One emerging battleground in the SMB SaaS world is what’s become known as the creator economy. Not necessarily new, its comprised of the Etsy artists and cooking shows of the world. The common thread is SMB online personas or micro-brands that distribute goods or knowledge online.
This segment has expanded in the Covid era as SMBs like yoga instructors and music schools have been forced to join the ranks of digitally-distributed pros. Correspondingly, the trend breathed new life into a software providers like Canva that build production and even video tools for creators.
But the original creator economy play is arguably Adobe’s Creative Cloud. Even before it was a multidimensional SaaS play, Creative Cloud components have been synonymous with the creator economy – everything from photographers using photoshop to graphic designers using Illustrator.
Building on the above, Adobe’s latest move was this week’s launch of Creative Cloud Express. The mobile and web app is meant to further democratize creative tools by simplifying them for SMBs and solo creators. It does this by boiling down the sprawling Creative Cloud suite into a few key elements.
For example, Creative Cloud Express use cases include removing the background of an image, or applying Photoshop-style filters and effects. Users can also do things like convert video files to GIFs and convert documents to PDFs. Think of it as a sort of greatest hits of the Creative Cloud.
This newly oriented tool also takes shape in a single application, rather than the constellation of apps that are endemic to the Creative Cloud. In that one app, users can tap into the above Creative Cloud functions but without bouncing around from one highly-specialized app to another.
The app’s goal of streamlined simplicity is also accomplished through a templatized approach. For example, there are templates for popular formats like social posts, banner ads, print posters and Zoom backgrounds. It also comes with stock images and other creative assets to drop into any project.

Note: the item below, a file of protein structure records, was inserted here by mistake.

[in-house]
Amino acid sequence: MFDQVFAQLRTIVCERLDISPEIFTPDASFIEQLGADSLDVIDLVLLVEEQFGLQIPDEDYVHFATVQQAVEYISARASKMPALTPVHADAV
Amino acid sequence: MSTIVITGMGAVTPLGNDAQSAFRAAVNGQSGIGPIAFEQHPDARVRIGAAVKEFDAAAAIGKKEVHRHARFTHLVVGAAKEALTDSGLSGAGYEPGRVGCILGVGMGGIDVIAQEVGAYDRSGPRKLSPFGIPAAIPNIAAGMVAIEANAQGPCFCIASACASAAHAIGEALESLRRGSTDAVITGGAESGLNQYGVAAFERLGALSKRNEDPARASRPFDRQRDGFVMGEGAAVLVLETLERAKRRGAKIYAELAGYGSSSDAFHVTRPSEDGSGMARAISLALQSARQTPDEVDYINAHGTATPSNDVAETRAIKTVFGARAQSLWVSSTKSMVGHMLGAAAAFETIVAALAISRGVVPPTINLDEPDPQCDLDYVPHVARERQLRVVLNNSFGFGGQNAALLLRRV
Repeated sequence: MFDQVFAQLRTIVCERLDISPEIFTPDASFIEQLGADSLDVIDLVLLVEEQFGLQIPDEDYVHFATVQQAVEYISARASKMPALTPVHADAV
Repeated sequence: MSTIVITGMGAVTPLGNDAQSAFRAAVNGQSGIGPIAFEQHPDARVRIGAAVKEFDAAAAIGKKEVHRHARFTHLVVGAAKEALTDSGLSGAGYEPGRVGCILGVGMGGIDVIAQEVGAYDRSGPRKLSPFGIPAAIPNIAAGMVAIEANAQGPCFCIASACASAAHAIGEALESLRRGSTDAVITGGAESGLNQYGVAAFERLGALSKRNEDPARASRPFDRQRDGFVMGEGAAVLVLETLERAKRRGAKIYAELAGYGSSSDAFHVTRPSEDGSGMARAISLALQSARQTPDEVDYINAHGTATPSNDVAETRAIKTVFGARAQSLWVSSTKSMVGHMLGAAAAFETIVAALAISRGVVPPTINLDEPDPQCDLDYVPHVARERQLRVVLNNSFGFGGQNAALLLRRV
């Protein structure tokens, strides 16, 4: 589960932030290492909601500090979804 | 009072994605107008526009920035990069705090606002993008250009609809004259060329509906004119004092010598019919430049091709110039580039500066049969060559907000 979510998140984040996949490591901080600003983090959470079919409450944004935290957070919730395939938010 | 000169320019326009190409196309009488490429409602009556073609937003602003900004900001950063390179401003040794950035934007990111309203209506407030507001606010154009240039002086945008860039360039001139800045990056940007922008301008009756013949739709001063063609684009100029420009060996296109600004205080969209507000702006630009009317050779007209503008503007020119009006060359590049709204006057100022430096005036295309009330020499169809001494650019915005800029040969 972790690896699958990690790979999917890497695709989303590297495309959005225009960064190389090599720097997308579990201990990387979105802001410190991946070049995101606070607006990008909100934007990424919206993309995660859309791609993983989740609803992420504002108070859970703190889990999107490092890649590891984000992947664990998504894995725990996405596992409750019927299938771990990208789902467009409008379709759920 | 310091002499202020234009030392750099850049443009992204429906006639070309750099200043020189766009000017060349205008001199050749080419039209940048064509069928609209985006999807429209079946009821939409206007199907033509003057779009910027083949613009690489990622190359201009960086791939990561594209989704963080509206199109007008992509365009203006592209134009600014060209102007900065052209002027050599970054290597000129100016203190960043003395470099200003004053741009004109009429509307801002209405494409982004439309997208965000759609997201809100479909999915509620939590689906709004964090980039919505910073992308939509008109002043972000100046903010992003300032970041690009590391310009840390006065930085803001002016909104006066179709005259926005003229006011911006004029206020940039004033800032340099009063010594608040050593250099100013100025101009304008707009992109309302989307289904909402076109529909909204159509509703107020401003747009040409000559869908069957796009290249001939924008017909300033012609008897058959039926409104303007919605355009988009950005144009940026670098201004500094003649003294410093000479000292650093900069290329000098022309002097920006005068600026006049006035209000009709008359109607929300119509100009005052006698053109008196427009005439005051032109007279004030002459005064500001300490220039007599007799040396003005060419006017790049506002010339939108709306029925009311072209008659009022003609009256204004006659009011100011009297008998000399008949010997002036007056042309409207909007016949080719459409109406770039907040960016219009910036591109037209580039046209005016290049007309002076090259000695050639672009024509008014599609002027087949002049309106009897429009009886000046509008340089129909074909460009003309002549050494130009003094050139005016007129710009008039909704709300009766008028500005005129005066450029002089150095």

For those familiar with the Creative Cloud, Express replaces Adobe Spark. It’s now available for $9.99 per month (a bargain for the 175-million strong stock image library alone) with a stripped-down free version to entice tire-kickers. Both can be found in Apple’s App Store, Google Play, and the Microsoft Store.
Coming full circle to creative-economy competitors, one player that Adobe’s latest move could be targeting is Canva. As noted above, Canva has tapped into a sizable market for streamlined and web-based SaaS creative tools that appeal to non-technical and even non-creative types.
Conversely, Creative Cloud’s many moving parts were always meant to achieve functional depth for creative pros – it’s bread and butter. That can be seen in highly-specialized software like Photoshop and Illustrator. But less-savvy creators and SMBs just want the basics of each, all in one place.
The latter is the market that Canva has tapped into and Adobe now wants to reclaim. Additional pressure likely comes from Canva’s commercial success in this segment. As we’ve examined, the company recently secured $200 million and launched video as it continues to gain global traction.
Meanwhile, this down-market segment of the creator economy could represent a key battleground. We’ll keep watching as giants like Adobe battle smaller (but increasingly formidable) players like Canva. Others loom such as Vista (formerly Vistaprint), and upstarts that will emerge to meet demand.